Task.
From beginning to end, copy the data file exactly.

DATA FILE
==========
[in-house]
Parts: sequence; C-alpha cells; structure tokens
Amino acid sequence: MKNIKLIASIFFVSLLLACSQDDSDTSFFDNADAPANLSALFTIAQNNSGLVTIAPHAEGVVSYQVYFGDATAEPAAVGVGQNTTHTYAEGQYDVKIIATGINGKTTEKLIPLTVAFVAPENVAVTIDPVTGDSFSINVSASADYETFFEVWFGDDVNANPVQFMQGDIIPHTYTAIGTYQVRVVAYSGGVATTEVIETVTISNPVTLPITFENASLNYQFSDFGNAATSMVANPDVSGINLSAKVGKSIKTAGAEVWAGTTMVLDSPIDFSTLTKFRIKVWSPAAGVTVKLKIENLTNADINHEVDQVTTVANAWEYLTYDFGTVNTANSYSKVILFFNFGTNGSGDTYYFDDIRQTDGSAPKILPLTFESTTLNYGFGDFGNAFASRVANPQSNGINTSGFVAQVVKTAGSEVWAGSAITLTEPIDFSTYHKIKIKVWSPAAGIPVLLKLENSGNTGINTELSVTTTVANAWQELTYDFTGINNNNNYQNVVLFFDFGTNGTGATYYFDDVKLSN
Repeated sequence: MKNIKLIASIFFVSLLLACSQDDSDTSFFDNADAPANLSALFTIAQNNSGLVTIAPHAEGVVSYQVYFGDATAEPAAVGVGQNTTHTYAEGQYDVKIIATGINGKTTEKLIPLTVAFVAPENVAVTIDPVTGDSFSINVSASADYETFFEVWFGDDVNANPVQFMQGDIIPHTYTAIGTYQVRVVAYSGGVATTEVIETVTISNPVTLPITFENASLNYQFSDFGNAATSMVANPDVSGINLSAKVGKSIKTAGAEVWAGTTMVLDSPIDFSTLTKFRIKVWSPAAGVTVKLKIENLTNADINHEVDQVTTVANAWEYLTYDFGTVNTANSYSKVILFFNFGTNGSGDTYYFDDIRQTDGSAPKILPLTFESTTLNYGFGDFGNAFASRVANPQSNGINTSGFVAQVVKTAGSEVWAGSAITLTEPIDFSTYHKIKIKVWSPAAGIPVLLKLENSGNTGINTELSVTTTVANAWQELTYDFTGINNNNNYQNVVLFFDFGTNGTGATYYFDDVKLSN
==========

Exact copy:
[in-house]
Parts: sequence; C-alpha cells; structure tokens
Amino acid sequence: MKNIKLIASIFFVSLLLACSQDDSDTSFFDNADAPANLSALFTIAQNNSGLVTIAPHAEGVVSYQVYFGDATAEPAAVGVGQNTTHTYAEGQYDVKIIATGINGKTTEKLIPLTVAFVAPENVAVTIDPVTGDSFSINVSASADYETFFEVWFGDDVNANPVQFMQGDIIPHTYTAIGTYQVRVVAYSGGVATTEVIETVTISNPVTLPITFENASLNYQFSDFGNAATSMVANPDVSGINLSAKVGKSIKTAGAEVWAGTTMVLDSPIDFSTLTKFRIKVWSPAAGVTVKLKIENLTNADINHEVDQVTTVANAWEYLTYDFGTVNTANSYSKVILFFNFGTNGSGDTYYFDDIRQTDGSAPKILPLTFESTTLNYGFGDFGNAFASRVANPQSNGINTSGFVAQVVKTAGSEVWAGSAITLTEPIDFSTYHKIKIKVWSPAAGIPVLLKLENSGNTGINTELSVTTTVANAWQELTYDFTGINNNNNYQNVVLFFDFGTNGTGATYYFDDVKLSN
Repeated sequence: MKNIKLIASIFFVSLLLACSQDDSDTSFFDNADAPANLSALFTIAQNNSGLVTIAPHAEGVVSYQVYFGDATAEPAAVGVGQNTTHTYAEGQYDVKIIATGINGKTTEKLIPLTVAFVAPENVAVTIDPVTGDSFSINVSASADYETFFEVWFGDDVNANPVQFMQGDIIPHTYTAIGTYQVRVVAYSGGVATTEVIETVTISNPVTLPITFENASLNYQFSDFGNAATSMVANPDVSGINLSAKVGKSIKTAGAEVWAGTTMVLDSPIDFSTLTKFRIKVWSPAAGVTVKLKIENLTNADINHEVDQVTTVANAWEYLTYDFGTVNTANSYSKVILFFNFGTNGSGDTYYFDDIRQTDGSAPKILPLTFESTTLNYGFGDFGNAFASRVANPQSNGINTSGFVAQVVKTAGSEVWAGSAITLTEPIDFSTYHKIKIKVWSPAAGIPVLLKLENSGNTGINTELSVTTTVANAWQELTYDFTGINNNNNYQNVVLFFDFGTNGTGATYYFDDVKLSN